Southcorp, the struggling Australian wine producer, has rejected a A$4.17 a share take over offer from Foster’s, the brewer and wine maker, which values the company at A$3.1 billion ($2.35 billion) as “inadequate and opportunistic.” The market seems to agree having bid up Southcorp’s shares as high as A$4.50.
Has everyone had a little too much Shiraz?!?
Southcorp’s main brands have not been doing well as they have struggled to successfully integrate Rosemount since acquiring it in 2001 and resorted to in-store discounts to move that and some of its other brands. Now they expect multiple bidders?
There are only three other companies that could really be interested: Constellation (US), Diageo (UK), and Allied Domecq (UK). Constellation is unlikely to make a bid. Having already bought BRL Hardy–when the US dollar was much stronger–they already have good exposure to Australia. Further, they just gobbled up Robert Mondavi for $1.36 billion. Better to digest that one first.
Diageo could pay above the Foster’s bid. Formed by the merger of Grand Metropolitan and Guinness, the transaction size would not be big for this maker and distributor of wine, beer, and spirits with nearly $20 billion in annual sales. But given their global reach, would they want to hunt the wounded beast that is Southcorp? Certainly they did trump other bidders in their acquisition of Chalone last month.
Allied Domecq is probably the most likely rival to Foster’s. Their diverse holdings include Maker’s Mark bourbon as well as Dunkin’ Donuts and Baskin Robbins. So with wine in growth mode, if management wanted to add more wine to their portfolio, this is a big opportunity for them to do so. The currency is not such a negative factor as it would be for say Constellation since Allied Domecq is a UK company.
But many investment analysts say that Foster’s bid is a “mistake” and shares of Foster’s have traded down 10% on the news. Citigroup analyst Dawn Oldham in Melbourne values Southcorp at $2.90 a share. Further, a Foster’s acquisition would cannibalize sales of Foster’s existing Australian brands she says.
So the white knight that Southcorp’s chairman Brian Finn and the markets are anticipating may not arrive. The other big players may bet that Foster’s will drown in its own Shiraz.
Two days after acquiring a 19% stake in Southcorp, Foster’s has now made a bid for the whole company offering A$4.17 a share for the whole company, valuing it at A$3.1 billion ($2.35 billion). But Southcorp rejected the bid calling it “inadequate and opportunistic.”
Shares of Southcorp surged 11 percent in anticipation of a rival bid, most likely from Diageo or Constellation, both of whom made acquisitions just last month.
More globalization in the glass.
In a further sign of consolidation in the wine industry, the ailing Australian producer Southcorp may accept a takeover from the Australian wine and beer group, Foster’s. Southcorp’s brands include Penfold’s, Rosemount, Lindeman’s and Wynn’s. Shares of both companies have halted pending news.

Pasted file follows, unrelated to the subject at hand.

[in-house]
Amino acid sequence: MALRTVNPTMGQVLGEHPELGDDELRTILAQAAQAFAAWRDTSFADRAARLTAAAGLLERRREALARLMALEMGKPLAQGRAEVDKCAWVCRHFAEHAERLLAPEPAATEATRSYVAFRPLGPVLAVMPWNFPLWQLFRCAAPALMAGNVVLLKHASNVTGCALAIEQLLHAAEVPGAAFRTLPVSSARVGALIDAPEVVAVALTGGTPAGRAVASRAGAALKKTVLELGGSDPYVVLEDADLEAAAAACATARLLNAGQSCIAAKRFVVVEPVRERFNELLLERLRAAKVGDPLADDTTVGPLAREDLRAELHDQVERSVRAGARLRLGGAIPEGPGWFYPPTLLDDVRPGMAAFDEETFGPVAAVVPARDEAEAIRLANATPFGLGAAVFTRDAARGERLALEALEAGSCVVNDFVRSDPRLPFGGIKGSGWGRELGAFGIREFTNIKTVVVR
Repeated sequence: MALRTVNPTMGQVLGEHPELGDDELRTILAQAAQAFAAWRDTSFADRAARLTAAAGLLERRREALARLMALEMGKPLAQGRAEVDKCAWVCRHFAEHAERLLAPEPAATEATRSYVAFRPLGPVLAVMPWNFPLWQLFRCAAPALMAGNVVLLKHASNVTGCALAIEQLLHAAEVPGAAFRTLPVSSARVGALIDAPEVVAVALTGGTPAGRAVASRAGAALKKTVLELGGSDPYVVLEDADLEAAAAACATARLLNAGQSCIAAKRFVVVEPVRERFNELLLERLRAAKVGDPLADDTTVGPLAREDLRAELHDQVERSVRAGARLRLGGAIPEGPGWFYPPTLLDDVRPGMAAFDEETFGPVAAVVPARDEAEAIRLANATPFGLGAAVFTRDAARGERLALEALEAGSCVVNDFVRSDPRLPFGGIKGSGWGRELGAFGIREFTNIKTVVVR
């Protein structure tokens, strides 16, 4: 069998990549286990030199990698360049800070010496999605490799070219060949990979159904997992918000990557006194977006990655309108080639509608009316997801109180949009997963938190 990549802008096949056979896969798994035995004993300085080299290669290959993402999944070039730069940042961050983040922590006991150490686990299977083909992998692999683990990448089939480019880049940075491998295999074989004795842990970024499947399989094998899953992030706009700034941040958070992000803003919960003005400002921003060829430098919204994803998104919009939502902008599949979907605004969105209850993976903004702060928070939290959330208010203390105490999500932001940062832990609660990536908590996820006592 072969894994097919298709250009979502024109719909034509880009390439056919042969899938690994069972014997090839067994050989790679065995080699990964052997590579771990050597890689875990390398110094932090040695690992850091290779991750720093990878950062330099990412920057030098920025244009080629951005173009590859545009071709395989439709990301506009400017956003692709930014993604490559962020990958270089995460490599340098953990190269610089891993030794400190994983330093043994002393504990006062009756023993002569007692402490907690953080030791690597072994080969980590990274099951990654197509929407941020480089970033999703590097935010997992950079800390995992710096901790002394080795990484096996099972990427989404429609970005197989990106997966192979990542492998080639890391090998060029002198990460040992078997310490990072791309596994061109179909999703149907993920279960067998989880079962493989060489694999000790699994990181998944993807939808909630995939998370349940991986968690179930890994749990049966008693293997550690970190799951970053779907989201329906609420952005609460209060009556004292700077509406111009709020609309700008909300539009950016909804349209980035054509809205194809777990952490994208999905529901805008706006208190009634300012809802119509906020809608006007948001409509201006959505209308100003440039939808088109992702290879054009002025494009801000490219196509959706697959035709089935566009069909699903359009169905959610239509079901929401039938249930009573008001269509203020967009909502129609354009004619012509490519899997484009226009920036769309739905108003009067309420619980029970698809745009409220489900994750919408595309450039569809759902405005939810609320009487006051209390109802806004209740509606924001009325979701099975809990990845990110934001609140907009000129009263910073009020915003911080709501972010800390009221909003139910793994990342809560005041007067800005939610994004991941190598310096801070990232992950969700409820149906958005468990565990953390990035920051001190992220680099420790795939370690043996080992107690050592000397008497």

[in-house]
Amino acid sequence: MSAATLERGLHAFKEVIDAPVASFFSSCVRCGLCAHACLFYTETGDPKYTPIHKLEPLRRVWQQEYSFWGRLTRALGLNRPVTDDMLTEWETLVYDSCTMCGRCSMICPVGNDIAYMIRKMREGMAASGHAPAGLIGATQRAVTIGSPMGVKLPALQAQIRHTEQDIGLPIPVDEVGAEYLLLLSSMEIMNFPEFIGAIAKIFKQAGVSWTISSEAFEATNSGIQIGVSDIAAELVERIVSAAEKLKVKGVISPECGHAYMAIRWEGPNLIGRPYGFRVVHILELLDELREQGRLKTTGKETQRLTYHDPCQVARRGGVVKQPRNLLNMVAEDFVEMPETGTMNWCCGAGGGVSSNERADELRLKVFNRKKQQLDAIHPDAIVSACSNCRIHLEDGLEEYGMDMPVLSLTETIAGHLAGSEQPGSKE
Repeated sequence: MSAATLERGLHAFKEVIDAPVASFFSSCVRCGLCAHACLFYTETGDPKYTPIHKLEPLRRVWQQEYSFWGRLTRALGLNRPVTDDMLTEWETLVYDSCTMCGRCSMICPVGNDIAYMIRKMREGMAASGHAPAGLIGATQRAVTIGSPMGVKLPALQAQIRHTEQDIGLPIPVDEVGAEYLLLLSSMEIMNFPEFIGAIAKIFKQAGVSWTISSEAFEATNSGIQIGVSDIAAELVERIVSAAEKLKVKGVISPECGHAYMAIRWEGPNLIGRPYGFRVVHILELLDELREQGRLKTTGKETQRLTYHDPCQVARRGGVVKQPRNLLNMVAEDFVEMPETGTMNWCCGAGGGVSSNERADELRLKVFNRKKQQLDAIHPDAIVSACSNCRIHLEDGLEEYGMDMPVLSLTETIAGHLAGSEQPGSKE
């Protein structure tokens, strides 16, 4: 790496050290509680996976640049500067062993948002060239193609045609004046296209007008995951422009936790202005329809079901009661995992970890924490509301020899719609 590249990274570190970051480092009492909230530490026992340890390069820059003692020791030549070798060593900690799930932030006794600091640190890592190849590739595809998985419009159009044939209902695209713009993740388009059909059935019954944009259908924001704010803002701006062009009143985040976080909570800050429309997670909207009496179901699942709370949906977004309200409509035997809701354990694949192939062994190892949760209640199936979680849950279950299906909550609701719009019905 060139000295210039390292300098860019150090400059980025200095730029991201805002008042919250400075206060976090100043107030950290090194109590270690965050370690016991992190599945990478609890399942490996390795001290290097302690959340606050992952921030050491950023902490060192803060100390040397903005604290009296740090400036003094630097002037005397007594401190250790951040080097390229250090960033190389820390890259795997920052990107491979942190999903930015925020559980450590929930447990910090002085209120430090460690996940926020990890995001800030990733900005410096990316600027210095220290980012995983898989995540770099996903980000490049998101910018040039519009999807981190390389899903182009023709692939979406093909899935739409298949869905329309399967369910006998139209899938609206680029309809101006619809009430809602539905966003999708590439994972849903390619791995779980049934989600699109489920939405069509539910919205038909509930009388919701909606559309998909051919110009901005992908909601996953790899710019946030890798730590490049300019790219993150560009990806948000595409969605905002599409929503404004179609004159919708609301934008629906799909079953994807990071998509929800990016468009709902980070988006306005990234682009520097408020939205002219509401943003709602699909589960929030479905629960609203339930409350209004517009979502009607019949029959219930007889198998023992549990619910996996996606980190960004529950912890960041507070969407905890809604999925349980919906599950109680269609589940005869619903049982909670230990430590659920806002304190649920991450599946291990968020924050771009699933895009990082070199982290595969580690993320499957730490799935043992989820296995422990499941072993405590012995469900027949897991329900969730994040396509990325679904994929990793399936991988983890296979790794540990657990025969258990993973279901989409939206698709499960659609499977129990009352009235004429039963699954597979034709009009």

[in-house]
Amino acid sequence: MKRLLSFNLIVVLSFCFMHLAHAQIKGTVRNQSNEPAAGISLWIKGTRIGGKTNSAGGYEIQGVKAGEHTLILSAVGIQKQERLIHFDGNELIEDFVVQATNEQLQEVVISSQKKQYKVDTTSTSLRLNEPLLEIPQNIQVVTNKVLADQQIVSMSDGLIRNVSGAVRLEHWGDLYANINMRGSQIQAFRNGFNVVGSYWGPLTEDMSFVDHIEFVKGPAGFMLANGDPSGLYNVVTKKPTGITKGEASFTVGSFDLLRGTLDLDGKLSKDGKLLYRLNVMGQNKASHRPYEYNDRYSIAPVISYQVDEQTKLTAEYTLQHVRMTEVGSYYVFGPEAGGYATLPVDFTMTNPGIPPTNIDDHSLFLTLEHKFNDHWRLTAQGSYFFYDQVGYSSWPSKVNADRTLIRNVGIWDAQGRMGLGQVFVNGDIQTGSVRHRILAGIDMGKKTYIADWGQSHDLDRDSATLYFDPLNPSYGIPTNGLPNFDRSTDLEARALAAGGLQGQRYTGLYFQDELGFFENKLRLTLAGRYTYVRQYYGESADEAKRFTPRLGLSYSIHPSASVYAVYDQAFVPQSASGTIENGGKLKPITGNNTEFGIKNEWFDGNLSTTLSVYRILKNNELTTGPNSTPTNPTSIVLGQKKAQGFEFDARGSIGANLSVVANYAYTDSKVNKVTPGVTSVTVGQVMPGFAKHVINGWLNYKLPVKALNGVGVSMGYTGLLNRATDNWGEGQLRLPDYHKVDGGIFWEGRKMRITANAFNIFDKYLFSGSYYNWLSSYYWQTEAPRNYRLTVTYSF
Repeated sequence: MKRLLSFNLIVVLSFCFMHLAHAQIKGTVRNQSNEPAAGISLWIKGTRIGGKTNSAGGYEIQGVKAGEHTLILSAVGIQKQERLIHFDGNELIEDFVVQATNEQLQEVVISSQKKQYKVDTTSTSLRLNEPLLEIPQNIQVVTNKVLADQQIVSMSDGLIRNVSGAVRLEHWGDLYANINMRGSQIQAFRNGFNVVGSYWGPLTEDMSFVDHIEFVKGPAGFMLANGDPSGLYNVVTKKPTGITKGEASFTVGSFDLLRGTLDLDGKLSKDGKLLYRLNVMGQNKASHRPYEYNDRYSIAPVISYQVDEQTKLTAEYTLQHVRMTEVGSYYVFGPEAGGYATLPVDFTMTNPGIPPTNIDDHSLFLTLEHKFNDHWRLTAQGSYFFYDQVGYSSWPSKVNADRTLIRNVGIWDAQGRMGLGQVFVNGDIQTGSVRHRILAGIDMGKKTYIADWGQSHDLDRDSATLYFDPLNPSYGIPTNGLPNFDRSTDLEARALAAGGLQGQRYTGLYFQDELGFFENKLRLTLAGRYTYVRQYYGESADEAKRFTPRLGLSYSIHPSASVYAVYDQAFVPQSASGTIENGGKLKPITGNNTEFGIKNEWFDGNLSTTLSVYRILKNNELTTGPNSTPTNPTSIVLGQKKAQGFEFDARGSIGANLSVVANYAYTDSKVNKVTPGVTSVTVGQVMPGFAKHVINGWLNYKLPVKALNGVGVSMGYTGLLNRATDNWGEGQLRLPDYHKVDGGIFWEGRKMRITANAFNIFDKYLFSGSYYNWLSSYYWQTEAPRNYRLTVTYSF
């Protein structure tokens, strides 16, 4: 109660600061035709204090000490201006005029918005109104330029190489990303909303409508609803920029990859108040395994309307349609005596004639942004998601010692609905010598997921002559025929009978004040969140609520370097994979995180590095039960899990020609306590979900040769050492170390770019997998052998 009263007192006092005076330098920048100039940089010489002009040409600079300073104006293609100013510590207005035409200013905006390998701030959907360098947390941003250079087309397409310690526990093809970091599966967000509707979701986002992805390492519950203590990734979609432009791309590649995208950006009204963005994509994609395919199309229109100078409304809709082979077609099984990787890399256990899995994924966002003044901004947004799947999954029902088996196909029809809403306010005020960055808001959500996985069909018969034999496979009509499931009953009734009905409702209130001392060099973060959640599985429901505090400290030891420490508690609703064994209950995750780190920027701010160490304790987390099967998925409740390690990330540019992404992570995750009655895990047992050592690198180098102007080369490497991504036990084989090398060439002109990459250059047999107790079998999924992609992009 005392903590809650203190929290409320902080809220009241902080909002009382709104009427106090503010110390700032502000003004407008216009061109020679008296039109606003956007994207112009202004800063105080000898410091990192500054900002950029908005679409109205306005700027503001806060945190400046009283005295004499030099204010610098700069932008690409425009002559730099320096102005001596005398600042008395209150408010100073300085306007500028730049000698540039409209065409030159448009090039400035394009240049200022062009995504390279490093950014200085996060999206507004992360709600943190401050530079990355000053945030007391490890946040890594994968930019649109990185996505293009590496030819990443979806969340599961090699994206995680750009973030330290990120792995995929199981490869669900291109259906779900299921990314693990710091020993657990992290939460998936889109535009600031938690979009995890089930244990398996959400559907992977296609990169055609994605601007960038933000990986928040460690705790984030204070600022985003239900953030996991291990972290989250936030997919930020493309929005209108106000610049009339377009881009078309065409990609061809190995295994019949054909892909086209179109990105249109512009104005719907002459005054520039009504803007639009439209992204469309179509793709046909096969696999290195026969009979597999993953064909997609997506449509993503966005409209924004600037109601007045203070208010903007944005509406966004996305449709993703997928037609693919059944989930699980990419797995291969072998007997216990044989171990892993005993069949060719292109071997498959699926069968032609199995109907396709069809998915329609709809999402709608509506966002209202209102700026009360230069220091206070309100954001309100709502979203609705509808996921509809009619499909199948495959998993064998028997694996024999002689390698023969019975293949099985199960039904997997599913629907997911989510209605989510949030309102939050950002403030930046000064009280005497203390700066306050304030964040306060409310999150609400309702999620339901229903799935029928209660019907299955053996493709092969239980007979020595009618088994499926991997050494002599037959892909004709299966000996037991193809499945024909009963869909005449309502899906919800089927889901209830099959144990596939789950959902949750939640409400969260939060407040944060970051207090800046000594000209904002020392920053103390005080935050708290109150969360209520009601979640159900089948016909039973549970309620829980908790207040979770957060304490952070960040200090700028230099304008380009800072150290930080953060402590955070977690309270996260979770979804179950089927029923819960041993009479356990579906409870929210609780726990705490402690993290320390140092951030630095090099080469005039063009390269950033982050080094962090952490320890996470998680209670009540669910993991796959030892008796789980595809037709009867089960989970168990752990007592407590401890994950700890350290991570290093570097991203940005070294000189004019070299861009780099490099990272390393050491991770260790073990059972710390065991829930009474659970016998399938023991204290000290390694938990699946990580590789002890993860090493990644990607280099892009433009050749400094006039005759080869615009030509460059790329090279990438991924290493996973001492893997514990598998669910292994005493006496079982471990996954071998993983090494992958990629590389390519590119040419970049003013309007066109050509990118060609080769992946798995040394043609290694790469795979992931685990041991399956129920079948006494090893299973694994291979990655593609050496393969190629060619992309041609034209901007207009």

Is being a wine importer all fun and no work? Why is the name of a wine’s importer on a label a good indicator of the bottle’s quality? Dr. Vino chats with Ben Hammerschlag of Epicurean Wines about the daily grind (crush?) and becoming a success.
It’s 9:30 PM and his phone rings. Never mind that Ben Hammerschlag has been with distributors and retailers all day or that he and I are dining at Naha, a contemporary chef-owned restaurant in Chicago’s River North. The local distributor on the phone wants to pin down Hammerschlag for the next day’s schedule.
Hammerschlag is likely to find himself very much in demand these days. He has exploded on to the wine scene with his portfolio of big, muscular wines from Australia. Since incorporating only four years ago, he has built his business to impressive levels of sales and quality. Indeed, it has been a hot summer.
In July a New York Times panel rated two of his wines—Mitolo McLaren Vale and Woop Woop—as the best in a Shiraz tasting. And in the August issue of his influential newsletter, Robert Parker bestowed 94 and 98+ point ratings on many of Hammerschlag’s wines, particularly the excellent 2002 vintage.
All this and Hammerschlag is only 31 years old.
Does Parker’s preference for “hedonistic fruit bombs” steer Hammerschlag in that direction of winemaking? Not really. “Parker and I have similar palates,” he says. “If I were doing sweet wines then I would be out of luck. But fortunately he loves Aussie wines (and Rhones).”
With 90% of production concentrated among the 6 biggest producers, consumers could easily be forgiven for thinking that Australia is simply a land of easy-drinking and uninspiring value wines. But there are over 1,000 smaller producers and the entire line of 150 wine labels that Hammerschlag imports comes from these boutique producers. And they are priced accordingly, selling between $20 and $60 retail, mostly through small wine shops. But they have also had good success breaking into the coveted but difficult domain for Australian wines: American restaurants.